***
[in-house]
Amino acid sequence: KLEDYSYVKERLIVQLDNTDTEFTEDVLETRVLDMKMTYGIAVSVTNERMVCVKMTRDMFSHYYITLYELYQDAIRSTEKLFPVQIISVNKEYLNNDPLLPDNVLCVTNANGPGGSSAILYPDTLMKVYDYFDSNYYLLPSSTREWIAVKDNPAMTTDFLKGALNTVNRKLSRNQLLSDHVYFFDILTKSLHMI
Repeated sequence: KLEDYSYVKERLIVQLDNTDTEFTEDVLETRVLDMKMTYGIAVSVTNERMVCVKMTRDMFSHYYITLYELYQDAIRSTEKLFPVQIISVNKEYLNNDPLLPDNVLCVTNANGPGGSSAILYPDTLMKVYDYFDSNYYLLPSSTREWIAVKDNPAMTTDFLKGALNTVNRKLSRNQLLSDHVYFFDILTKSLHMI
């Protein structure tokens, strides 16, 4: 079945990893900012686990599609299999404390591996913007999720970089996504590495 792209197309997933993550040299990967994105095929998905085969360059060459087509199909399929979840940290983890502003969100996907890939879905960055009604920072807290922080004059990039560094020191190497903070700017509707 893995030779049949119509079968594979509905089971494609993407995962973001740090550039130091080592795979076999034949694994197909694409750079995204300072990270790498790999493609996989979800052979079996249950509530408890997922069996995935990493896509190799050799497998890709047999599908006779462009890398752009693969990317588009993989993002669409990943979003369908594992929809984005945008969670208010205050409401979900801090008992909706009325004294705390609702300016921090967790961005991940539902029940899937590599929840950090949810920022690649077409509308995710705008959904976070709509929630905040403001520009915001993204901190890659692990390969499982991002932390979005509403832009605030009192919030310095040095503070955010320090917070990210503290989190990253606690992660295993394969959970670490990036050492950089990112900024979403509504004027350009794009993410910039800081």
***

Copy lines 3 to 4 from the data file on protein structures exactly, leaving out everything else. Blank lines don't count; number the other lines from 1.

Repeated sequence: KLEDYSYVKERLIVQLDNTDTEFTEDVLETRVLDMKMTYGIAVSVTNERMVCVKMTRDMFSHYYITLYELYQDAIRSTEKLFPVQIISVNKEYLNNDPLLPDNVLCVTNANGPGGSSAILYPDTLMKVYDYFDSNYYLLPSSTREWIAVKDNPAMTTDFLKGALNTVNRKLSRNQLLSDHVYFFDILTKSLHMI
């Protein structure tokens, strides 16, 4: 079945990893900012686990599609299999404390591996913007999720970089996504590495 792209197309997933993550040299990967994105095929998905085969360059060459087509199909399929979840940290983890502003969100996907890939879905960055009604920072807290922080004059990039560094020191190497903070700017509707 893995030779049949119509079968594979509905089971494609993407995962973001740090550039130091080592795979076999034949694994197909694409750079995204300072990270790498790999493609996989979800052979079996249950509530408890997922069996995935990493896509190799050799497998890709047999599908006779462009890398752009693969990317588009993989993002669409990943979003369908594992929809984005945008969670208010205050409401979900801090008992909706009325004294705390609702300016921090967790961005991940539902029940899937590599929840950090949810920022690649077409509308995710705008959904976070709509929630905040403001520009915001993204901190890659692990390969499982991002932390979005509403832009605030009192919030310095040095503070955010320090917070990210503290989190990253606690992660295993394969959970670490990036050492950089990112900024979403509504004027350009794009993410910039800081």